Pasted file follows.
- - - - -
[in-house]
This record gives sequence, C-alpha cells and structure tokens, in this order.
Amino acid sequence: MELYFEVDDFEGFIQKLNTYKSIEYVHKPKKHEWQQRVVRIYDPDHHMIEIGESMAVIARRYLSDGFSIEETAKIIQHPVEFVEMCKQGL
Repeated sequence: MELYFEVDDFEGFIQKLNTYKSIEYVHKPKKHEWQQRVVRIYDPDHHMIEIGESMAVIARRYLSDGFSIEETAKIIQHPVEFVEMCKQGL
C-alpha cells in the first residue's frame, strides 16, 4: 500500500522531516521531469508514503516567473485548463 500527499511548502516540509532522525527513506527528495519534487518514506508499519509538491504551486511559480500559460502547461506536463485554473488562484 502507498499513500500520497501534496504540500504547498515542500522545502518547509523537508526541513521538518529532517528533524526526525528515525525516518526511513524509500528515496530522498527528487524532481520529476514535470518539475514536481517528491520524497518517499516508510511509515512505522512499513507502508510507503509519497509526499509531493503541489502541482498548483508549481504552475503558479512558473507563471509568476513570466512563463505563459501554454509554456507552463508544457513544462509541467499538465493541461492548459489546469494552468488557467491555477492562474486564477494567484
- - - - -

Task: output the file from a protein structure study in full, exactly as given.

[in-house]
This record gives sequence, C-alpha cells and structure tokens, in this order.
Amino acid sequence: MELYFEVDDFEGFIQKLNTYKSIEYVHKPKKHEWQQRVVRIYDPDHHMIEIGESMAVIARRYLSDGFSIEETAKIIQHPVEFVEMCKQGL
Repeated sequence: MELYFEVDDFEGFIQKLNTYKSIEYVHKPKKHEWQQRVVRIYDPDHHMIEIGESMAVIARRYLSDGFSIEETAKIIQHPVEFVEMCKQGL
C-alpha cells in the first residue's frame, strides 16, 4: 500500500522531516521531469508514503516567473485548463 500527499511548502516540509532522525527513506527528495519534487518514506508499519509538491504551486511559480500559460502547461506536463485554473488562484 502507498499513500500520497501534496504540500504547498515542500522545502518547509523537508526541513521538518529532517528533524526526525528515525525516518526511513524509500528515496530522498527528487524532481520529476514535470518539475514536481517528491520524497518517499516508510511509515512505522512499513507502508510507503509519497509526499509531493503541489502541482498548483508549481504552475503558479512558473507563471509568476513570466512563463505563459501554454509554456507552463508544457513544462509541467499538465493541461492548459489546469494552468488557467491555477492562474486564477494567484